Replanting native milkweeds and other native plants supports important pollinators and restores natural habitat in Yosemite Valley.

Habitat Restoration

From wetlands to forests to high-elevation “sky islands,” Yosemite’s habitats support an amazing number of plant and animal species. Natural and human forces can damage these ecosystems, however. Invasive grasses sap resources from native wildflowers and pollinators; hikers inadvertently trample fragile meadows. Your support helps restore Yosemite’s habitats so diverse flora and fauna can continue to thrive and visitors can enjoy the park’s wilderness for years to come.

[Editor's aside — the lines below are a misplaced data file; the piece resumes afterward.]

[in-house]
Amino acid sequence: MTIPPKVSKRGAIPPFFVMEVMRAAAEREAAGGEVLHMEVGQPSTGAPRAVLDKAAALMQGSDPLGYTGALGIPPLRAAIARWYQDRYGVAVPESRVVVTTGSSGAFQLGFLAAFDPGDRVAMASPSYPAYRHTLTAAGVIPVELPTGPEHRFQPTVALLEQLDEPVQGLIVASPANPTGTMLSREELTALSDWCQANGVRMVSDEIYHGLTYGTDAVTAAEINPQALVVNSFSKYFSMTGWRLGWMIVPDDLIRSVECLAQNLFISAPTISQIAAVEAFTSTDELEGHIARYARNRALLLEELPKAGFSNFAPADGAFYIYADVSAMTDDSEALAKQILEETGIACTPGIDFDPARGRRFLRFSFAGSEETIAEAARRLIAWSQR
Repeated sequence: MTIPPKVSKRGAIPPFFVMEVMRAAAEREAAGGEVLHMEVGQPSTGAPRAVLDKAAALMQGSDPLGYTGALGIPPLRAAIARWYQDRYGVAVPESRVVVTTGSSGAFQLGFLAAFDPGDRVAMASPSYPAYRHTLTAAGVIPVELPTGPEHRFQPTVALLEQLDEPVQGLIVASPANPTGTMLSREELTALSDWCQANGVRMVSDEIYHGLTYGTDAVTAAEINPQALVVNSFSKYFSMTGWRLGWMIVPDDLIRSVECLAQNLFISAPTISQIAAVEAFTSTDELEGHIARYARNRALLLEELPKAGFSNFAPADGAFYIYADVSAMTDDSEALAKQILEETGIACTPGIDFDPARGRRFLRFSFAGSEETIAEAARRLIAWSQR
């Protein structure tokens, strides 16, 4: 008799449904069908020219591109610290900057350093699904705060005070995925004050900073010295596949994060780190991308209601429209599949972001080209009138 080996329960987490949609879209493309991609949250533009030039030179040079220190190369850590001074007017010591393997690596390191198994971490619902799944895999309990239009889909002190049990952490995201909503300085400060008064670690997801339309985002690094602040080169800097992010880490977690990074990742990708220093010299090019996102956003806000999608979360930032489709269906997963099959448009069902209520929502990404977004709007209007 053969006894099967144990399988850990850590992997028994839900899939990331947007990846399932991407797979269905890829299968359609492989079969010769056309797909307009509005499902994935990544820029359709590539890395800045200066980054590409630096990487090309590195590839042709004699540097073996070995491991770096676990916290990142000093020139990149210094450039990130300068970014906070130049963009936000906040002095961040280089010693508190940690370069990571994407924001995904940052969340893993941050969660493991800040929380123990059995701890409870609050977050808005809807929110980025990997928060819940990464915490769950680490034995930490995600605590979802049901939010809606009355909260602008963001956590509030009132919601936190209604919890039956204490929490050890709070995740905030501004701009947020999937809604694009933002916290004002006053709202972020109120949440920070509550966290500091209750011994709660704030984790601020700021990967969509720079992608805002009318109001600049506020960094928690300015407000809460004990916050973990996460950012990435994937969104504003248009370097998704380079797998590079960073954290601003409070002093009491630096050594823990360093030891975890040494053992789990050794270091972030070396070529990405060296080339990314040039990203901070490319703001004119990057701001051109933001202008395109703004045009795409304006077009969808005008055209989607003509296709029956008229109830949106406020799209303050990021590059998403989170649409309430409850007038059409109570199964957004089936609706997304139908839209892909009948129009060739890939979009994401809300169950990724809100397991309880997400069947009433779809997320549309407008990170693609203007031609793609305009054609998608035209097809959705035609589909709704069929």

Yosemite work crews improve the John Muir Trail and meadow habitat in Lyell Canyon.

Improving Yosemite’s most popular trails and protecting delicate habitat

A Student Conservation Association youth crew works together to clear debris from trails and restore wilderness character to Yosemite’s backcountry.

SCA youth crews restore Yosemite’s wilderness

Replanting native milkweeds and other native plants supports important pollinators and restores natural habitat in Yosemite Valley.

Restore Yosemite’s native plants and protect pollinators

Adding Ackerson Meadow to Yosemite National Park will protect prime meadowlands and provide refuge for endangered species.

Ensure the preservation of wildlife and habitat in Ackerson Meadow

Rangers and volunteers remove invasive velvet grass from Yosemite’s high country meadows to protect native wildflowers.

Save Yosemite’s high country wildflowers

The restoration of the Mariposa Grove of Giant Sequoias balances visitor needs with ecological protection.

Preserving Yosemite's ancient trees for future generations